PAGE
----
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18


Issue 5 2014 - Freight Business Journal


///WALES Cambrian cargoes


The Welsh freight industry may not be the world’s largest, but it is essential to the local economy and it is also surprisingly diverse. It ranges from oil imports at Milford Haven in the south-west, shipments of steel and other bulks to service South Wales’ remaining steel manufacturers; Irish ro ro traffic to and from the ports of Holyhead and Fishguard; plus a small amount of container trade with Ireland, to the highly specialised sea and air operations serving the Airbus manufacturing plant in the northeast. Air, sea, rail and road all play a part.


Long on ambition, but short of cash


activities with policy decisions still taken by Westminster or, indeed, by commercial interests. The


Group also


road network, Government


is identified


a number of pinch points on Wales’ the


committed to


The report on the future of the industry, published by the Welsh Government’s Freight Task and Finish Group earlier this year, contains a long wish list of possible projects, some of which may one day come to fruition. It also stresses that, with rising fuel costs, the transport market can change; it is important “not to close any doors to future opportunities and to plan now on the basis of enabling them where viable”. But


anyone expecting the


report to be the catalyst for major new projects like rail terminals or ports will be disappointed. That said, the report does recognise the importance of


taking into account the need for


future intermodal freight


interchanges when drawing up land-use plans, noting also that interchanges such as ports can attract value-added processes. This does in fact already happen in ports such as Cardiff (see article) where there are companies involved in steel processing and timber preparation, for example. However, the report notes that it


is not convinced that these factors are always taken into account in present land-use decisions. In fact, the Welsh Government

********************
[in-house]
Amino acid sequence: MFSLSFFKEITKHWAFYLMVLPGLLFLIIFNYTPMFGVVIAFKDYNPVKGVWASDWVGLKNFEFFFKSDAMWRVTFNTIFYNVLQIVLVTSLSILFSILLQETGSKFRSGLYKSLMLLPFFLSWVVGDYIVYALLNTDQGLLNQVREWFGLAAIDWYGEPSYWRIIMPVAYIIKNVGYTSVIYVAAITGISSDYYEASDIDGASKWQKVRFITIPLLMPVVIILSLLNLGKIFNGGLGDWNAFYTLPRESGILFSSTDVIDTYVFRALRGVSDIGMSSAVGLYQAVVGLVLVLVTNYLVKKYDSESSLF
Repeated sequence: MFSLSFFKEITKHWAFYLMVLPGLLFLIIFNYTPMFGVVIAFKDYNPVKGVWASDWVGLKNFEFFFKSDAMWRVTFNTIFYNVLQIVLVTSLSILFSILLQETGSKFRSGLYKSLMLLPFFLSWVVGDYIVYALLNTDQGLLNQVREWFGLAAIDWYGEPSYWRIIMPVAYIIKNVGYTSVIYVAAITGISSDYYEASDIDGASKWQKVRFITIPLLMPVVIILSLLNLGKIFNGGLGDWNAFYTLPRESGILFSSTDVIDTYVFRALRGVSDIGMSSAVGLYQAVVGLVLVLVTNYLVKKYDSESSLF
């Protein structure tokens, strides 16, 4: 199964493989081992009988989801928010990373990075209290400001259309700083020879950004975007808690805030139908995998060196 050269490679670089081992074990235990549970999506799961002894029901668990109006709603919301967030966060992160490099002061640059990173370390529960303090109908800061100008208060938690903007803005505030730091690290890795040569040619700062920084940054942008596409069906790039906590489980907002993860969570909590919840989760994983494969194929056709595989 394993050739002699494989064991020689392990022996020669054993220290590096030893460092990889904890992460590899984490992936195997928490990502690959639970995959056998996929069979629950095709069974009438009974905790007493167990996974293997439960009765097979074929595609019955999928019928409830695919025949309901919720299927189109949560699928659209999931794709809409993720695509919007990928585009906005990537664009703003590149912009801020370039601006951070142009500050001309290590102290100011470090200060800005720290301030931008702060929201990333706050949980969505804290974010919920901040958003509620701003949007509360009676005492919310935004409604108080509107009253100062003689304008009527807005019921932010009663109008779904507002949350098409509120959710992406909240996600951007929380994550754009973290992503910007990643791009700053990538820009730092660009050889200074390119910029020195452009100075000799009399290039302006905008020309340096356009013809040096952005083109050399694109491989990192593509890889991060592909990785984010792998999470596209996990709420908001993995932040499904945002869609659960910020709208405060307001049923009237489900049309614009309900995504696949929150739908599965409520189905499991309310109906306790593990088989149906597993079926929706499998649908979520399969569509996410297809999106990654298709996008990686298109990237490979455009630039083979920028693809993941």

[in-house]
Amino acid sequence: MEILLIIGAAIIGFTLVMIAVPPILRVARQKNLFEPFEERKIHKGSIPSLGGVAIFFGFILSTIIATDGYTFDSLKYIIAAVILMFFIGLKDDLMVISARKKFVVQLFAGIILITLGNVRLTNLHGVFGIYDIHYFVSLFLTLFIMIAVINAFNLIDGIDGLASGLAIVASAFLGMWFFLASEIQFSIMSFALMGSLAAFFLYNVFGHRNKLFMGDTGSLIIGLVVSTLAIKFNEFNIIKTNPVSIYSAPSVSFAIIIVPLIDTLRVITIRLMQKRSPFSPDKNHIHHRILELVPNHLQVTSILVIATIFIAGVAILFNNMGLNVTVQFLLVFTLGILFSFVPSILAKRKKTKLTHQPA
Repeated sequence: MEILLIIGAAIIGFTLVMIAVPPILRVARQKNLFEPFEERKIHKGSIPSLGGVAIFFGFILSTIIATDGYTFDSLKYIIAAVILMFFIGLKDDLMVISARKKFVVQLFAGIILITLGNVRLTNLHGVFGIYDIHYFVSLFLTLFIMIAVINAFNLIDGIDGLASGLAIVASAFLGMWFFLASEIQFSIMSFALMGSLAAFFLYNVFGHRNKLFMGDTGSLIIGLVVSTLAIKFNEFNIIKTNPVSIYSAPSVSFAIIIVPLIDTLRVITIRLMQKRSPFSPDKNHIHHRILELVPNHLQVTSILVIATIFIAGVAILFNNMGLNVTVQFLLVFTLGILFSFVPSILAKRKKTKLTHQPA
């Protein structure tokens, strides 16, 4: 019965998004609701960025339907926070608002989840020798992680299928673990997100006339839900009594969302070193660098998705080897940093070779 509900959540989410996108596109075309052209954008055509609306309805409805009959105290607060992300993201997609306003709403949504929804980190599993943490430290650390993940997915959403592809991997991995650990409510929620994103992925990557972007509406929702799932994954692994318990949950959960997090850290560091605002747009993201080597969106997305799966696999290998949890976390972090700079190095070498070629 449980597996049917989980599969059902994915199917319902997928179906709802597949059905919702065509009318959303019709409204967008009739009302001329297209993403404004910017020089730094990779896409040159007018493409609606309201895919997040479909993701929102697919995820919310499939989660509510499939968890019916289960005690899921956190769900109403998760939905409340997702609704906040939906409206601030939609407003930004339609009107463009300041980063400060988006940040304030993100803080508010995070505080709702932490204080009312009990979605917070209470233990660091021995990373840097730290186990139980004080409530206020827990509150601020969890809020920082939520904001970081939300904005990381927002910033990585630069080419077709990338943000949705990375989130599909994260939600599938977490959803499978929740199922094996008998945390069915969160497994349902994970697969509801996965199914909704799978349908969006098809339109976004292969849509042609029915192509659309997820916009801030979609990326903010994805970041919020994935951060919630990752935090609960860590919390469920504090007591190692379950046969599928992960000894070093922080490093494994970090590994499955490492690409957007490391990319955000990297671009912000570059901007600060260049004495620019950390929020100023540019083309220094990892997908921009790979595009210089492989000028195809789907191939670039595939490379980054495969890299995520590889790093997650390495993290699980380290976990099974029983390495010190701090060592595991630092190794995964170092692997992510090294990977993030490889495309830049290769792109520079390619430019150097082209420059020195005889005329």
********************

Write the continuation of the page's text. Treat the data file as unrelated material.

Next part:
doesn’t have too much of a say in port developments at the moment, as it is one of the non-devolved


addressing


although already a


number of them. But it noted also that there are roads in Europe that form part of the TEN-T pan- European network that might not meet the latter’s standards – and indeed, most of the problem areas identified are on the TEN-T network. It also urges the Welsh


Government to deliver as quickly as possible all the commitments it has made to improve the A55 expressway


along the North


Wales coast, the main east-west artery in that part of the country and the principal link between England and Ireland. It also wants similar commitments for other improvements including the A494/A483 in north-east Wales, the A40/A477 in the south west


and an early start of Phase 1 of the Cardiff Bay Eastern Link. Another priority should be the


‘import road’ linking the Holyhead port area with the A55. Last time this


scheme was considered,


in 2003, the costs made this economically unviable but given the port’s plans to develop offshore energy operations, there is a new business case, it considers. Although not a develoved


matter, the group would also like the Welsh Government to use its influence to get tolls on the Severn Crossing removed when the current concession ends. It notes the Arup report which said that the tolls could be harming the Welsh economy. Rail


traffic encouraged and should be the Welsh


Government should ensure that any existing rail infrastructure, especially near


ports, Swansea. Gauge


clearance and electrification of the North Wales coast line should


should


be retained – for example, at Holyhead or


be pursued (work on the South Wales main line from London to Swansea is already under way). The Welsh Government


has already said that it would support reintroduction of lo lo


container services at Holyhead- discontinued in the 1980s when Sealink axed its Holyhead Ireland container ship – although it recognises that Liverpool now has a dominant share of this traffic.


Barry: trains and ships


The small seaside town of Barry about 10 miles west of Cardiff may currently be best known as the setting for for Gavin and Stacey, but it is also home to one of South Wales’ only rail terminals with a regular container service. The £2m investment


in the


facility was initially to facilitate flows to and from silicone producer


Dow Corning but the six days a week DB Schenker-operated service to Southampton and Tilbury is available to other traffic. Otherwise, the compact port


facilities handle a mixture of timber, occasional coal shipments, aggregates and recylced material and there is plenty of land available at this trimodal terminal.


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